Parkin­son spurred on by fam­ily tragedy to launch Eng­land ca­reer

Spin­ner aims for T20 World Cup after mak­ing his de­but, he re­veals to Scyld Berry in Napier

The Daily Telegraph - Sport - - Athletics -

No coun­try has held both white-ball global ti­tles – the 20-over and 50-over World Cups – si­mul­ta­ne­ously and if Eng­land are go­ing to be­come the first in one year’s time, it is ax­iomatic that they will need a wicket-tak­ing wrist-spin­ner, in ad­di­tion to a con­tain­ing off-spin­ner such as Moeen Ali.

The big ques­tion is whether Adil Rashid and his right shoul­der will be fit for in­ter­na­tional pur­pose by the World Twenty20 fi­nals in Australia. He is only 31, and Eng­land’s se­nior spin­ner on this T20 tour of New Zealand, but the fizz off the pitch which made him ar­guably the most im­por­tant fig­ure in Eng­land’s four-year cam­paign to win the 50-over World Cup – well, it is not there.

Rashid is still pretty tidy, know­ing how to get round the traps 10 years after his Eng­land de­but, but that fizz has gone miss­ing. He needed a cou­ple of in­jec­tions to get through the World Cup, when he did a job, then rested his shoul­der un­til this tour. But the ball is sit­ting up rather than zip­ping through, and when the square bound­aries are short on both sides of the wicket – as at the West­pac Sta­dium in Welling­ton when his four overs cost 40 runs, and again at Mclean Park, the fourth venue to­mor­row – this can be a recipe for ex­pen­sive­ness, if not dis­as­ter.

Rashid is ap­proach­ing 250 wick­ets for Eng­land in the three for­mats com­bined, and has passed 1,000 wick­ets in first-class cricket and the two white-ball for­mats – and herein may lie the source of the prob­lem.

English leg-spin­ners be­ing gold dust, Rashid bowled so much when young that his ro­ta­tor cuff now protests. The goo­gly, which places an added strain, has be­come a rar­ity; and he fields at short third man or short fine leg to min­imise throw­ing.

Eng­land’s suc­ces­sion plan­ning has al­ready started with the se­lec­tion of Matt Parkin­son, the 23-year-old from Bolton, for the largely ex­per­i­men­tal squad on this tour. Parkin­son has the great virtue of get­ting plenty of rev­o­lu­tions on his stock de­liv­ery and bowled two tidy overs for 14 runs and a wicket on his de­but in the third T20 of this se­ries. In his T20 ca­reer, hith­erto for Lan­cashire, he has taken a wicket ev­ery 13 balls; Rashid’s strike-rate, al­beit against bet­ter bats­men on the whole, is one ev­ery 18 balls.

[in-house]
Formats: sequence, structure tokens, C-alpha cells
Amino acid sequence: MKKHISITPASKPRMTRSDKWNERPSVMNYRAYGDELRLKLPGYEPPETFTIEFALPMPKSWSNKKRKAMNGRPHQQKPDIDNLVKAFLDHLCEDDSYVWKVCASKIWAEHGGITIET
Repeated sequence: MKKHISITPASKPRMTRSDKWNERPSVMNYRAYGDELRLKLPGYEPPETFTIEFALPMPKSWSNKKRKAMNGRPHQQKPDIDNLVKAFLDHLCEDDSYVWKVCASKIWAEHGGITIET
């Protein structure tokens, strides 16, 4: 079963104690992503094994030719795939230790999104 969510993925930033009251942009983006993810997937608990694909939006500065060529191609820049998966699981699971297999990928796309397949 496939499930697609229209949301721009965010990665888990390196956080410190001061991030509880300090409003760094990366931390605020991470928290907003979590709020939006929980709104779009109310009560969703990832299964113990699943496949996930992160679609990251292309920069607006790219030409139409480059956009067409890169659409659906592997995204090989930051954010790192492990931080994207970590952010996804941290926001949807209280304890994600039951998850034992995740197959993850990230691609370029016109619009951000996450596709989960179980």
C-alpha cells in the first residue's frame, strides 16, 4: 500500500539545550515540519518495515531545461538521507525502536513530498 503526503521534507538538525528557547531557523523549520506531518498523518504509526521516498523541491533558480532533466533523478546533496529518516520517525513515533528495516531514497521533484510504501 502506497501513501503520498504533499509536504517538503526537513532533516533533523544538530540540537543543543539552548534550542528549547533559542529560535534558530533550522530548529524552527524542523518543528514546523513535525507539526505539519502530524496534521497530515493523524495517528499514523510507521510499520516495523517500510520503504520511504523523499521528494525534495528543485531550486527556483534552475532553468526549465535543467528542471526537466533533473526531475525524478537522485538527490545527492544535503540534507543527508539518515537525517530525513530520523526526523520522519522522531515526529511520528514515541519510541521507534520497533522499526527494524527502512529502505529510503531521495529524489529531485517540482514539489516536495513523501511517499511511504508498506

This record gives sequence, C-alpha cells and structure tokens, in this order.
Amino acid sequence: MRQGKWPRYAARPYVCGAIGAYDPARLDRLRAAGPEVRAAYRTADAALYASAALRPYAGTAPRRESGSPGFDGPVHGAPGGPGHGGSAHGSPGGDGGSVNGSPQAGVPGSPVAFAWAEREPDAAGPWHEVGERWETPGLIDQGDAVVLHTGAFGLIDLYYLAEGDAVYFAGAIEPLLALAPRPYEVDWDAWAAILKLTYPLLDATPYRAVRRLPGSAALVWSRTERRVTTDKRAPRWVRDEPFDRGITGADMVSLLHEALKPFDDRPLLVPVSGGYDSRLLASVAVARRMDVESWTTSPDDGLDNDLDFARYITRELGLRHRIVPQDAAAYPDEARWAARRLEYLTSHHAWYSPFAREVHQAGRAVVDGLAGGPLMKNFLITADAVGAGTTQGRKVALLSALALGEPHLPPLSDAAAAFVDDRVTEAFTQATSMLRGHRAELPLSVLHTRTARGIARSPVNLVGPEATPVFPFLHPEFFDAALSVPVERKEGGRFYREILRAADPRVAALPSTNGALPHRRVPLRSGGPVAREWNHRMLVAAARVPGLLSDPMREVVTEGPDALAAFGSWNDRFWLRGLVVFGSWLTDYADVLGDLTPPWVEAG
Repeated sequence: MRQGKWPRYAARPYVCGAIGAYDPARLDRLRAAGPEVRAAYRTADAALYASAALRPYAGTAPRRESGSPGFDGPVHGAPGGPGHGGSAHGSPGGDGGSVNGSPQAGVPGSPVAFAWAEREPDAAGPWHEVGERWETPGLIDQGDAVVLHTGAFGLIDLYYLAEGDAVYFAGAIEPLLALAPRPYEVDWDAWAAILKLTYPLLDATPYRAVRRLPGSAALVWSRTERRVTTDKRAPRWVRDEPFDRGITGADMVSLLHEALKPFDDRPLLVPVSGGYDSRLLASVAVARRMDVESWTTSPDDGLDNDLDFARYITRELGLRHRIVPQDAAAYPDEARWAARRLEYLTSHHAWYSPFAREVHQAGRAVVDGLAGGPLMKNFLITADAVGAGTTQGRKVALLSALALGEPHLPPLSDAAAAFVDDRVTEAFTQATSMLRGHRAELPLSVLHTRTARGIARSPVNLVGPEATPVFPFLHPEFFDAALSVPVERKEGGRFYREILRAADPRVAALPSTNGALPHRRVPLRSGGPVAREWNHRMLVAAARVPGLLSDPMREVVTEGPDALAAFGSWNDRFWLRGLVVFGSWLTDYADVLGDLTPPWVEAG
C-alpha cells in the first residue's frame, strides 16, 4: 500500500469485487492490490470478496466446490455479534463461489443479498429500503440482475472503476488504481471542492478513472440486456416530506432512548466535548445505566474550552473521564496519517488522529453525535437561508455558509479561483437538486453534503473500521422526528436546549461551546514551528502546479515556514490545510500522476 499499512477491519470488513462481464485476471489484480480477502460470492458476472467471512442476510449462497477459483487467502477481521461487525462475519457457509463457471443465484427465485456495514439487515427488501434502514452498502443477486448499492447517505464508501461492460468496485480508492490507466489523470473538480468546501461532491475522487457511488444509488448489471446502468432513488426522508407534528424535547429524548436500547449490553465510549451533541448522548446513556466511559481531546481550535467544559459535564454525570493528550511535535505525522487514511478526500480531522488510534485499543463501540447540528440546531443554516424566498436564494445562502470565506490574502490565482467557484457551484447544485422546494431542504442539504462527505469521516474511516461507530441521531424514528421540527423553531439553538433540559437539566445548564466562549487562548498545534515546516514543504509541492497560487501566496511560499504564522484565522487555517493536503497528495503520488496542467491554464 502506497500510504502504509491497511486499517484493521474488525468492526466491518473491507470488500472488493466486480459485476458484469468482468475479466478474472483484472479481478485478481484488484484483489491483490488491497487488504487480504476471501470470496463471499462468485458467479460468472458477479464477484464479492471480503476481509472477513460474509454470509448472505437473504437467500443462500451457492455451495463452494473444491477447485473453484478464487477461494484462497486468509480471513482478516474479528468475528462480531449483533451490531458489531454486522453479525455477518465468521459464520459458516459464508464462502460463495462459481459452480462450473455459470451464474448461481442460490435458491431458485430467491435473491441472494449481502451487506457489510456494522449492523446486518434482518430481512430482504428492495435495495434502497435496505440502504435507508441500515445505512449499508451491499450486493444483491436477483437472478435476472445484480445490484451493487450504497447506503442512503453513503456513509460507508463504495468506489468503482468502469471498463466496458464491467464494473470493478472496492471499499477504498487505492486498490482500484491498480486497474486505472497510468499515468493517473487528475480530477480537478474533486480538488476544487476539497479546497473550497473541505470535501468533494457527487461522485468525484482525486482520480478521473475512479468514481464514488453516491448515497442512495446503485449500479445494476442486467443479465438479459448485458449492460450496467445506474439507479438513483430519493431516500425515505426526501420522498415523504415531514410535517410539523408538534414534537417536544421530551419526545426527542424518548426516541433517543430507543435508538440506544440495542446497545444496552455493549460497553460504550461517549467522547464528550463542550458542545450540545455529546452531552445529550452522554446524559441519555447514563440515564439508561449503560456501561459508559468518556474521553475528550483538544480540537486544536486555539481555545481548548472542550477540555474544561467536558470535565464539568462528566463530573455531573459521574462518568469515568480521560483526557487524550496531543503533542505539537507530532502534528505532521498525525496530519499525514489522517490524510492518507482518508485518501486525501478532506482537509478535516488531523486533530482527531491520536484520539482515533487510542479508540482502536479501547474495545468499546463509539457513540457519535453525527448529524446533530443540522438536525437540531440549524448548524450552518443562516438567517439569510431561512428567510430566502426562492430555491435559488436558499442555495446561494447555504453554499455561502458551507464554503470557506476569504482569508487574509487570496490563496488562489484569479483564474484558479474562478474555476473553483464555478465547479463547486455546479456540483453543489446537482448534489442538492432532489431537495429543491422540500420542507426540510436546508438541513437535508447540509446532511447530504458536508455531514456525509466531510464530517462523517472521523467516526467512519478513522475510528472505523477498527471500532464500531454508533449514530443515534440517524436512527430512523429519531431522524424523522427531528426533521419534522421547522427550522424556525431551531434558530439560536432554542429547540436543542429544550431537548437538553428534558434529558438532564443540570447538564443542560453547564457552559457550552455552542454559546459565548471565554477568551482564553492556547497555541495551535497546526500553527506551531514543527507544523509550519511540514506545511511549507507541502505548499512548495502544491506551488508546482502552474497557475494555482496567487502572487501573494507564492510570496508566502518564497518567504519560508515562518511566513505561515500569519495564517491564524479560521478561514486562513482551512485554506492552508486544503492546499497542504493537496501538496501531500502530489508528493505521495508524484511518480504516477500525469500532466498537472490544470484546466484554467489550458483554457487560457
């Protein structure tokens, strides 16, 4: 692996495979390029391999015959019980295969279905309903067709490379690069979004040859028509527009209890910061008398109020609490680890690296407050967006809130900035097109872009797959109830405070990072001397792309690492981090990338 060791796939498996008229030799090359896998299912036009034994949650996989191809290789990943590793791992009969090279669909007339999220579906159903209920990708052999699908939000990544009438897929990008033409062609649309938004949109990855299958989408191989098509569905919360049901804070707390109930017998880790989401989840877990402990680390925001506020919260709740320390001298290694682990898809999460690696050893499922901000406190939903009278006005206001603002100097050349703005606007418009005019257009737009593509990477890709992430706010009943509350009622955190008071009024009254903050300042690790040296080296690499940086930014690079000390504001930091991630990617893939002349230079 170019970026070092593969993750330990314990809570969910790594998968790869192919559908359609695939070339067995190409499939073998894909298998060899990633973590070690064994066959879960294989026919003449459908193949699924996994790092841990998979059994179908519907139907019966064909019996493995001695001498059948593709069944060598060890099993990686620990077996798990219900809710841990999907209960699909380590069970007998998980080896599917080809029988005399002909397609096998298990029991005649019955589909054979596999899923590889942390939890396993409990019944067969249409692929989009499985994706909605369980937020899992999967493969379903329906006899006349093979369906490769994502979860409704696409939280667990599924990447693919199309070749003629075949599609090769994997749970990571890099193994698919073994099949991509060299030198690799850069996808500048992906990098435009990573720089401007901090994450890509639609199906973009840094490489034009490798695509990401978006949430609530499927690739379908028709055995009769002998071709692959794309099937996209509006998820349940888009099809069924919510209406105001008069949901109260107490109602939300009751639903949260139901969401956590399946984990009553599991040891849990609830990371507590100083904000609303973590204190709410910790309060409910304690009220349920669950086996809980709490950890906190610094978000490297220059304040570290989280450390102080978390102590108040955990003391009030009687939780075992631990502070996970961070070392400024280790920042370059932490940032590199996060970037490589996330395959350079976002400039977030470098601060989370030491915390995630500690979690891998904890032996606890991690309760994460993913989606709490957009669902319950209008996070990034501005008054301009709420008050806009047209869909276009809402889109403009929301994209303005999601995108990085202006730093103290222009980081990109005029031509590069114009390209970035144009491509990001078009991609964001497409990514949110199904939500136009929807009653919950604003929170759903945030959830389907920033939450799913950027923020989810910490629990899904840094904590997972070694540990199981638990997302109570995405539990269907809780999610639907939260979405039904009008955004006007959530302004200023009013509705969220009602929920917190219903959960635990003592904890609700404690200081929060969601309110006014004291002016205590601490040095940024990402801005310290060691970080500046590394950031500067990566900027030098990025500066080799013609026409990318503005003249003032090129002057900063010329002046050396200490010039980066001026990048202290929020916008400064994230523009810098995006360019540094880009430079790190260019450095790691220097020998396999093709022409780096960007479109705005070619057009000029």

Parkin­son pro­pels the high­lyrevved ball up and above the bats­man’s eye line be­fore dip­ping and bounc­ing. The trou­ble is that other great virtues are not ev­i­dent – no field­ing, and no bat­ting, to speak of. Parkin­son mis­fielded his first ball in in­ter­na­tional cricket when it was pushed back at him but that can be for­given, for the joy and re­lief he must have felt after a tax­ing sea­son.

In the third T20, be­fore Eoin Mor­gan de­cided to pro­tect him after only two overs, Parkin­son bowled Tim Seifert – New Zealand’s wick­et­keeper, who was try­ing to re­verse-sweep – through his legs.

“I had a feel­ing he was go­ing to re­verse me that ball, so I bowled him a slider and luck­ily he missed it,” said Parkin­son, whose twin brother, Cal­lum, is also a spin­ner, but a left-handed one for Le­ices­ter­shire.

“I’m learn­ing a lot from him [Rashid]. Ob­vi­ously, it is fan­tas­tic to train and play along­side him, and we’ve got Jee­tan Pa­tel [the War­wick­shire and former New Zealand off-spin­ner, and

Eng­land’s spin-bowl­ing coach] here as well who is fan­tas­tic. But you don’t just learn off Adil and Jeets, it is the bat­ters as well and the other coaches.”

Parkin­son’s mother died this sum­mer, aged 50, from cancer. “Ob­vi­ously, the sum­mer has been tragic for me and my fam­ily, and I like to think that I’ve used the tragic thing that hap­pened in July to spur me on, and if I hadn’t used it in a pos­i­tive way then I don’t think I’d be here play­ing for Eng­land,” he said.

“My dad played a bit of club cricket and a cou­ple of games for Lan­cashire Un­der-19s. He’s a de­cent club crick­eter who bowls googlies – garbage, re­ally! I did learn from him. Your par­ents and your friends get you so far and then it is up to the county to take you on from there.”

Parkin­son has yet to spe­cialise in a for­mat: he is also Eng­land’s sec­ond spin­ner for the two-test leg of this tour, as back-up to Jack

Leach. “The cur­rent aim is to stay in the T20 side and look to­wards that World Cup, but I’ve played just one game of in­ter­na­tional cricket so I’m not go­ing to look too far ahead,” he said.

In the fourth T20 ev­ery spin­ner will have his work cut out be­cause of the short square bound­aries at Mclean Park in Napier. Any­thing pitched short will at­tract a cross-bat­ted shot and is li­able to go the full dis­tance.

Drop-in pitches are not so much the prob­lem when New Zealand play at their rugby grounds, be­cause their cu­ra­tors long ago sought to find cre­ative so­lu­tions for their unique prob­lem, but bound­aries of quirky di­men­sions are.

And just after bowlers have got used to bowl­ing fuller at the sec­ond and fourth venues of this se­ries, the last match is sched­uled for Eden Park in Auck­land, where it is the straight – not square – bound­aries which are short to the point of mi­nus­cule.

Warm­ing up: Matt Parkin­son bowls dur­ing the Twenty20 tour match against a New Zealand XI in Lin­coln last month

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